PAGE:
Lord Kelvin's famous pronouncement, "Heavier than air flying machines are impossible," made in 1895 while he was president of Britain's Royal Society, has become cliche for advocates of new technologies. We sometimes use it ourselves when answering those who are skeptical about molecular manufacturing.
Of course, many -- if not most -- new technologies touted as "revolutionary" fail to live up to the hype. It's understandable why someone today would doubt CRN's claims that advanced nanotechnology will bring transformative and disruptive impacts to society within the next decade or two.
It's equally understandable that many 19th century scientists and engineers were doubtful about the possibility of flight. And yet, less than ten years after Lord Kelvin's unfortunate statement, the Wright brothers took to the air. The rest, as they say, is history...
But that's not the whole story. Take yourself back to the 1920's, when biplanes were "state of the art" and jet engines had not yet been conceived. Looking at the future of flight from that point, no one could have expected that before long humans would fly faster than the speed of sound, and soon after, giant airliners would carry hundreds of passengers nonstop across continents and oceans in just a few hours.
Today you can read plenty of "gee whiz" stories about personal fabbing, plastic electronics, rapid 3D prototyping, stereolithography, and other precursors of molecular manufacturing (MM). It's much like people raving about biplane technology in the 1920's -- great stuff, but nothing compared to what's coming soon.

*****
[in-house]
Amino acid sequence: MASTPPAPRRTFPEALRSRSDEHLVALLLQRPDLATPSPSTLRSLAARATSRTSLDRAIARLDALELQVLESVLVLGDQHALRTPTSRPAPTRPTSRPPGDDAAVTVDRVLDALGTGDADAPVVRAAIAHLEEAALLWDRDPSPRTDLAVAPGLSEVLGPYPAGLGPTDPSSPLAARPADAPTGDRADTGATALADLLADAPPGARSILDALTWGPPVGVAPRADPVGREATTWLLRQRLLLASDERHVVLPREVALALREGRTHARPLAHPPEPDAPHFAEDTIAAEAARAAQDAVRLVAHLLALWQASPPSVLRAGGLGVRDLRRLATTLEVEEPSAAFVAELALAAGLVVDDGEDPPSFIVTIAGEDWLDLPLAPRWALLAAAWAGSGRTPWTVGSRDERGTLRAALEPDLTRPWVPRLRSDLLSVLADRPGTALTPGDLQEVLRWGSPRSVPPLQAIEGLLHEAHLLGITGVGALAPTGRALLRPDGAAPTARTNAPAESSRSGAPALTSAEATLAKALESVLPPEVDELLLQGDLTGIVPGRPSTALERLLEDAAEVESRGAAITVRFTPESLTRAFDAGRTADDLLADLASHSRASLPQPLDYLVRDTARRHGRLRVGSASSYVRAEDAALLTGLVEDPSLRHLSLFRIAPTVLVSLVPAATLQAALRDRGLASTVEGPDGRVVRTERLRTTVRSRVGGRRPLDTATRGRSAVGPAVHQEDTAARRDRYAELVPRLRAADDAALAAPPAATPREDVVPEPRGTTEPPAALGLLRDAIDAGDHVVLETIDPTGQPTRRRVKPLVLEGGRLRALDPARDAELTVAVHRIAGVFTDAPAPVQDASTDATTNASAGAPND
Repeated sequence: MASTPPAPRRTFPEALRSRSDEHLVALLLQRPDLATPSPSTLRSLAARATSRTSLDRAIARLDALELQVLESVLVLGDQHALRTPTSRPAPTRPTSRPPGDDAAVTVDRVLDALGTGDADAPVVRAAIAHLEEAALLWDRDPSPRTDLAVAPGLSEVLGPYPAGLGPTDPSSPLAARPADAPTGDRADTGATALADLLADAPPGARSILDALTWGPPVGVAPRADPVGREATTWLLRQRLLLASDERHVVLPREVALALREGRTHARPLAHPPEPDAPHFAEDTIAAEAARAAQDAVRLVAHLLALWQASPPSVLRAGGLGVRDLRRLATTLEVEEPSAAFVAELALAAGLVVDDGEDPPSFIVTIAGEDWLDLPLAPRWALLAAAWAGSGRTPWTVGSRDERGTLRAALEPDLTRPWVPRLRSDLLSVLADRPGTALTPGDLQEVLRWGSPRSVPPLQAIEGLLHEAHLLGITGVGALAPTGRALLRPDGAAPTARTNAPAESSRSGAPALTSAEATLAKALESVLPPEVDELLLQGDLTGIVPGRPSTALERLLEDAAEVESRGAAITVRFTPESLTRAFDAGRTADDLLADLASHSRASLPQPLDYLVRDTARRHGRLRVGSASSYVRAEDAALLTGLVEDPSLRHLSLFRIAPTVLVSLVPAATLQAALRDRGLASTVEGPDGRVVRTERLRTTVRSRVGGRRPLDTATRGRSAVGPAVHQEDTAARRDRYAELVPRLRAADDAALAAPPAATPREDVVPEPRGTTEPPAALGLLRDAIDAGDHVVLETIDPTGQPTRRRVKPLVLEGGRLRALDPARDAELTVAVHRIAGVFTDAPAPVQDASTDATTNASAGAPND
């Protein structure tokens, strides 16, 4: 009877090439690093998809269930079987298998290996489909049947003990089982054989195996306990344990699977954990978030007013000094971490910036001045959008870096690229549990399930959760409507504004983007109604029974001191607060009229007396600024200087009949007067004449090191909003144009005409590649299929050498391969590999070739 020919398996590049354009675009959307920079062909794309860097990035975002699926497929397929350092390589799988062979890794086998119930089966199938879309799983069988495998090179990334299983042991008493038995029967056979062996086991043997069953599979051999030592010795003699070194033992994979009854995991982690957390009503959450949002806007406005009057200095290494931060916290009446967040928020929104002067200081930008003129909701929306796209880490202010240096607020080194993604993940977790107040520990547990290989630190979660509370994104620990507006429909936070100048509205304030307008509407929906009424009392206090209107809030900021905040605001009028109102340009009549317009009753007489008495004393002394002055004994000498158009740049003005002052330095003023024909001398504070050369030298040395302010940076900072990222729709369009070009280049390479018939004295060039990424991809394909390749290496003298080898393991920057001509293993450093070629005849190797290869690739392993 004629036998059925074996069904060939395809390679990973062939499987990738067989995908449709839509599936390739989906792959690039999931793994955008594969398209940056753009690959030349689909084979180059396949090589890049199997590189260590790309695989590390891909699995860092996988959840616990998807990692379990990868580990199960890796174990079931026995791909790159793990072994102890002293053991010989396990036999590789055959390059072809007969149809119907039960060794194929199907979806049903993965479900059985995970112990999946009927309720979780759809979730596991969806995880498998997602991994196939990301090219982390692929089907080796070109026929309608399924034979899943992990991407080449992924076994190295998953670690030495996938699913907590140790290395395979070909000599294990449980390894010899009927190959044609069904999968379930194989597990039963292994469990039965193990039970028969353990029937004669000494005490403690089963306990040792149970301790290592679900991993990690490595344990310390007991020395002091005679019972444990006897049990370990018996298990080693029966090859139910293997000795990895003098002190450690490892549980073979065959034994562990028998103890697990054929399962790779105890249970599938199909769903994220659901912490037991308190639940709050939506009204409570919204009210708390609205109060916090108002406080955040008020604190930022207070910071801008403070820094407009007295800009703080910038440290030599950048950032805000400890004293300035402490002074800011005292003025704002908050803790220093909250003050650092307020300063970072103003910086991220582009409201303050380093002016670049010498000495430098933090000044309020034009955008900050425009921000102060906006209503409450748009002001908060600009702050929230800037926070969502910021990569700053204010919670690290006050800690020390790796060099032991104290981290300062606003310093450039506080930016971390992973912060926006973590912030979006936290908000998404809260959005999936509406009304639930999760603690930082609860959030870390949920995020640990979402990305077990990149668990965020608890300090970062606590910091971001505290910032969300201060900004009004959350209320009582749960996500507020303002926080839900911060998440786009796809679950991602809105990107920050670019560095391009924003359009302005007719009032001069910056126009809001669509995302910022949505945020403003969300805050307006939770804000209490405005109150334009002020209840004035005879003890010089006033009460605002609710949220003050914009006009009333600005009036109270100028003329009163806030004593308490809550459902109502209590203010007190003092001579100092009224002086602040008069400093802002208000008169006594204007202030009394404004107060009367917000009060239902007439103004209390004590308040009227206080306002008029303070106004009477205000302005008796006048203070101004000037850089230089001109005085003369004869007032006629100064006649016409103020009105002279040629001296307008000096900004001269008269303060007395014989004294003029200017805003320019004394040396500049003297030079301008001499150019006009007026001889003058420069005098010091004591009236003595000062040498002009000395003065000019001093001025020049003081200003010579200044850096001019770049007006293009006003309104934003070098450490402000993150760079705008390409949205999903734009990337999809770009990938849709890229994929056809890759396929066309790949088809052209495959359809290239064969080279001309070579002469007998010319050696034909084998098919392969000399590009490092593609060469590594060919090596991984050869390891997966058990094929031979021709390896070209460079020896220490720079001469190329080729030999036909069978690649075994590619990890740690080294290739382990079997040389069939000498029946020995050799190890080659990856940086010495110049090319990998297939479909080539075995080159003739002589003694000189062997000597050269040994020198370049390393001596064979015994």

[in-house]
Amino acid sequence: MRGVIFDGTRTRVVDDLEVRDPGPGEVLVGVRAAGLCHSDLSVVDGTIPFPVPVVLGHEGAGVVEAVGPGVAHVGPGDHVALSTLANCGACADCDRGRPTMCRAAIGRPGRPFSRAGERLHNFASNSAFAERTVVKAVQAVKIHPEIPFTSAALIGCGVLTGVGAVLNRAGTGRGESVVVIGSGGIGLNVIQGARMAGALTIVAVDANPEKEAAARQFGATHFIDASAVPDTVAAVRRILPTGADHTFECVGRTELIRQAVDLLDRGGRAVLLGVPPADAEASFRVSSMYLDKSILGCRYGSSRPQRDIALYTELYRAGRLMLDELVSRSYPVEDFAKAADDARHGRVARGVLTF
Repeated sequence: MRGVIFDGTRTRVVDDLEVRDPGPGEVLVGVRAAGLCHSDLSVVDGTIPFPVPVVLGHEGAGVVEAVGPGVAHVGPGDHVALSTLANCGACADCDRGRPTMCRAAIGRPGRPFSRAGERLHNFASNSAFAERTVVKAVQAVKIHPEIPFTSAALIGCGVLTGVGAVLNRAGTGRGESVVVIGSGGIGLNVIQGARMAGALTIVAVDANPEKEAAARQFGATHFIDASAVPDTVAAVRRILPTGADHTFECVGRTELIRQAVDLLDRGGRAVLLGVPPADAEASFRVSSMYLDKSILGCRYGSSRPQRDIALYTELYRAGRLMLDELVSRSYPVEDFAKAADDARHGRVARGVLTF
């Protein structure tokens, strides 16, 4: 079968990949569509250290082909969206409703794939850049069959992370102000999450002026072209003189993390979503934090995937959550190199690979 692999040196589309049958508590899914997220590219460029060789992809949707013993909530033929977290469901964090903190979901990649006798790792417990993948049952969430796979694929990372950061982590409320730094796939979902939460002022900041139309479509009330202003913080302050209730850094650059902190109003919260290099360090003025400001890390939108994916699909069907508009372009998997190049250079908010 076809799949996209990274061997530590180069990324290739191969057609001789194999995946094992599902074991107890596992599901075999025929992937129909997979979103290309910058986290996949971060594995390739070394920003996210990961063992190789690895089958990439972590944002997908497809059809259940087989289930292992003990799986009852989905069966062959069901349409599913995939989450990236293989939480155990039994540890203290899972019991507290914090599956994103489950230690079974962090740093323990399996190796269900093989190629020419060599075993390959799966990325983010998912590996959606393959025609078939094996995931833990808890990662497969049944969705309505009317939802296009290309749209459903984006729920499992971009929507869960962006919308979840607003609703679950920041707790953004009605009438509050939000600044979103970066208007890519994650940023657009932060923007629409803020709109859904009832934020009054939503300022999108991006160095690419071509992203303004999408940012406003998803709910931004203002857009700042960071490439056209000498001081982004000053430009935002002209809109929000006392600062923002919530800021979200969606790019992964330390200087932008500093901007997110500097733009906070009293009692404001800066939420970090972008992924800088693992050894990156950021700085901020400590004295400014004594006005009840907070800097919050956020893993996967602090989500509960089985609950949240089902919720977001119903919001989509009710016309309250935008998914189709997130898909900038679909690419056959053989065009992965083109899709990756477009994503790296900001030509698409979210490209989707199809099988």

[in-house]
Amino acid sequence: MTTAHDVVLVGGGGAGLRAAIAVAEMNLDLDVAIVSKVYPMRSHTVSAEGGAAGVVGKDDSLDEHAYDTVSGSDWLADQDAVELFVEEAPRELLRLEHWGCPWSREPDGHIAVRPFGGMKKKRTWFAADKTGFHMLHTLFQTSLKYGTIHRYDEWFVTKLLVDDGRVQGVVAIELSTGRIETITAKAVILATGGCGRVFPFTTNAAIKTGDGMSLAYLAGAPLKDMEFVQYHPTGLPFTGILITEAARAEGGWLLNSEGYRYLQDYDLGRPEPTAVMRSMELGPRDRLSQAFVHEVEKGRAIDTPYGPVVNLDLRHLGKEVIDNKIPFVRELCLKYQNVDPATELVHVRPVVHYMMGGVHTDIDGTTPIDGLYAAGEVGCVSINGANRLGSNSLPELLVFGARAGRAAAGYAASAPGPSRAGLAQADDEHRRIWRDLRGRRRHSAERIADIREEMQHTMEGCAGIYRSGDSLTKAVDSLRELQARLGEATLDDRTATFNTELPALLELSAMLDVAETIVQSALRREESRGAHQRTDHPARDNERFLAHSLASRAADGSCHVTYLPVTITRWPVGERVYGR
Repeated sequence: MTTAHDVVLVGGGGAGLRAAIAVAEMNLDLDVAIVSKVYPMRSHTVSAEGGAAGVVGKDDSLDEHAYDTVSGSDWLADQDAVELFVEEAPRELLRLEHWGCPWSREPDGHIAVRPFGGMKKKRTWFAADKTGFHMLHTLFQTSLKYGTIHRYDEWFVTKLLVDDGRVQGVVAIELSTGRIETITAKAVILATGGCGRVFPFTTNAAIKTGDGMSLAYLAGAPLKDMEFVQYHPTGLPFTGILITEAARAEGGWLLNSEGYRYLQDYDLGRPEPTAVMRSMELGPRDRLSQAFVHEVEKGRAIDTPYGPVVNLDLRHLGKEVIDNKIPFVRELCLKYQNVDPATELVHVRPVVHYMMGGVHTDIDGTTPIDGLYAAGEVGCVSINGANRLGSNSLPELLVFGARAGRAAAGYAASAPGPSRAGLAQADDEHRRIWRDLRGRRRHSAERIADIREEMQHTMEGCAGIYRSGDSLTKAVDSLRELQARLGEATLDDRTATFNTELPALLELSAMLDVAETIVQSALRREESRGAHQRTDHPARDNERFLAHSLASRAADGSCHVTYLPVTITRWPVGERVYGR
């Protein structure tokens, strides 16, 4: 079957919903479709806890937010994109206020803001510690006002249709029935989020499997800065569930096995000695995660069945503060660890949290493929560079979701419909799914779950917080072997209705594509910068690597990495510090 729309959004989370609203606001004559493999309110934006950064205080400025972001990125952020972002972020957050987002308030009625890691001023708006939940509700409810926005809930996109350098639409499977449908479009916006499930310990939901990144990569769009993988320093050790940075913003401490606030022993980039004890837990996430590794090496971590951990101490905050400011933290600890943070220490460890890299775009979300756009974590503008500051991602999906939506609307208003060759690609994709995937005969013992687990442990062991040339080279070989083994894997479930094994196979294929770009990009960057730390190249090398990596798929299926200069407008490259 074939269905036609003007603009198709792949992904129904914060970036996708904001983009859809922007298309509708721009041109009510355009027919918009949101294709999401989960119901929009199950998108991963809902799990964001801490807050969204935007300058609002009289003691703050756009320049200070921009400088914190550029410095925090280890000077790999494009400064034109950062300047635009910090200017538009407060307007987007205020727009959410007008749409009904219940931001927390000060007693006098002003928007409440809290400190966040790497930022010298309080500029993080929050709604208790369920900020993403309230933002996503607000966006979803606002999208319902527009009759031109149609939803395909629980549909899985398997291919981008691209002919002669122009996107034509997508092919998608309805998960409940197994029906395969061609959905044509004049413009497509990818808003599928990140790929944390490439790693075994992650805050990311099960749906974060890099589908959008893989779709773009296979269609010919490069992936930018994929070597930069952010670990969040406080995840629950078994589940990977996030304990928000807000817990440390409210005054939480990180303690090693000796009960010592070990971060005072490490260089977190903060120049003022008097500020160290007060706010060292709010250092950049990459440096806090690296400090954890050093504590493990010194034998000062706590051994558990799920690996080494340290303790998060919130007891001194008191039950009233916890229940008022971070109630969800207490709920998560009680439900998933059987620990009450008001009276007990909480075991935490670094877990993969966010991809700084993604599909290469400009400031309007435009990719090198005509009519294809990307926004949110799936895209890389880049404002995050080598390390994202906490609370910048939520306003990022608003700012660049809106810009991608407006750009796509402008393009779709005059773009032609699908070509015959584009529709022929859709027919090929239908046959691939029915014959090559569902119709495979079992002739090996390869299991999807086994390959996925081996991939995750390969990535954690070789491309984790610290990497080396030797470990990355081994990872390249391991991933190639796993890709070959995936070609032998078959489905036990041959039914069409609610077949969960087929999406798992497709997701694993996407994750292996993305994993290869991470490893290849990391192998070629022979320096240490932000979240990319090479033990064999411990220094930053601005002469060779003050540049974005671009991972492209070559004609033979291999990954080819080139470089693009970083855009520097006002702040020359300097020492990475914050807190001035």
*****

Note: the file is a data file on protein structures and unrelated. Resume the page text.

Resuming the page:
Between microscale fabbing and MM, there are at least three huge (OK, nanosize) differences: scaling, precision, and exponential production.
Scaling means that reduction in size of operating features by orders of magnitude (from micro to nano) results in both substantially decreased mass and significantly higher relative throughput -- basically, more bang for the buck.
Precision means machines that operate with no "wear and tear" in the ordinary sense. More important, it also means that useful features, including information processing (i.e., supercomputing), can be reduced to remarkably small sizes -- basically, the proverbial Library of Congress inside a sugar cube.
Exponential production refers to a manufacturing system that can produce more manufacturing systems: factories building factories. MM could enable anyone with a desktop-size nanofactory, for example, to build another one like it in less than a day. If you do the math, you can see that many millions of nanofactories could be produced in just a few months -- basically, all bets are off. The societal, environmental, economic, military, security, and geopolitical implications are immense.
That's why we need to pay attention. Progress in flight did not end with the biplane, and current trends toward increased miniaturization, precision, production throughput, and information processing power will not stop before molecular manufacturing is achieved -- which is coming sooner than almost everyone expects.